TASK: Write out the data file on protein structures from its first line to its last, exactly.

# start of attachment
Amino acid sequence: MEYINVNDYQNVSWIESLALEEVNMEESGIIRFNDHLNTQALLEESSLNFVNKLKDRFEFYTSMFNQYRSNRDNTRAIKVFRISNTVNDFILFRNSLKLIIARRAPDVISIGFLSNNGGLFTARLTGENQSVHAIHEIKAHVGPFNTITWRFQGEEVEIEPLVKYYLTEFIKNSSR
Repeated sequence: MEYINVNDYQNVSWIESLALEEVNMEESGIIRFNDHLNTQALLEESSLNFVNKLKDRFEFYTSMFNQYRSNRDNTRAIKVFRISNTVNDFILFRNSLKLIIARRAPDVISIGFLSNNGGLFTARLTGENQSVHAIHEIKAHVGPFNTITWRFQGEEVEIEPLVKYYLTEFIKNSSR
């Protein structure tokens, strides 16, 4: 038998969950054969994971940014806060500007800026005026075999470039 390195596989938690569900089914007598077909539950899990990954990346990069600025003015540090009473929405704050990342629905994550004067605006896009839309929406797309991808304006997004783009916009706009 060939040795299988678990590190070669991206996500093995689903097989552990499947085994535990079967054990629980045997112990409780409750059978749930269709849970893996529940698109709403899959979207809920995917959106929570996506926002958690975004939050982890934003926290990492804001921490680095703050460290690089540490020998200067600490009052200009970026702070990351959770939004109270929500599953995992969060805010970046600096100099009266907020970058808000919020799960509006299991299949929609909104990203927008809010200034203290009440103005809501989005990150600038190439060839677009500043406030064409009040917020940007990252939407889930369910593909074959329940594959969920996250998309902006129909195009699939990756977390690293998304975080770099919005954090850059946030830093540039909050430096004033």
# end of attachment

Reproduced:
Amino acid sequence: MEYINVNDYQNVSWIESLALEEVNMEESGIIRFNDHLNTQALLEESSLNFVNKLKDRFEFYTSMFNQYRSNRDNTRAIKVFRISNTVNDFILFRNSLKLIIARRAPDVISIGFLSNNGGLFTARLTGENQSVHAIHEIKAHVGPFNTITWRFQGEEVEIEPLVKYYLTEFIKNSSR
Repeated sequence: MEYINVNDYQNVSWIESLALEEVNMEESGIIRFNDHLNTQALLEESSLNFVNKLKDRFEFYTSMFNQYRSNRDNTRAIKVFRISNTVNDFILFRNSLKLIIARRAPDVISIGFLSNNGGLFTARLTGENQSVHAIHEIKAHVGPFNTITWRFQGEEVEIEPLVKYYLTEFIKNSSR
């Protein structure tokens, strides 16, 4: 038998969950054969994971940014806060500007800026005026075999470039 390195596989938690569900089914007598077909539950899990990954990346990069600025003015540090009473929405704050990342629905994550004067605006896009839309929406797309991808304006997004783009916009706009 060939040795299988678990590190070669991206996500093995689903097989552990499947085994535990079967054990629980045997112990409780409750059978749930269709849970893996529940698109709403899959979207809920995917959106929570996506926002958690975004939050982890934003926290990492804001921490680095703050460290690089540490020998200067600490009052200009970026702070990351959770939004109270929500599953995992969060805010970046600096100099009266907020970058808000919020799960509006299991299949929609909104990203927008809010200034203290009440103005809501989005990150600038190439060839677009500043406030064409009040917020940007990252939407889930369910593909074959329940594959969920996250998309902006129909195009699939990756977390690293998304975080770099919005954090850059946030830093540039909050430096004033």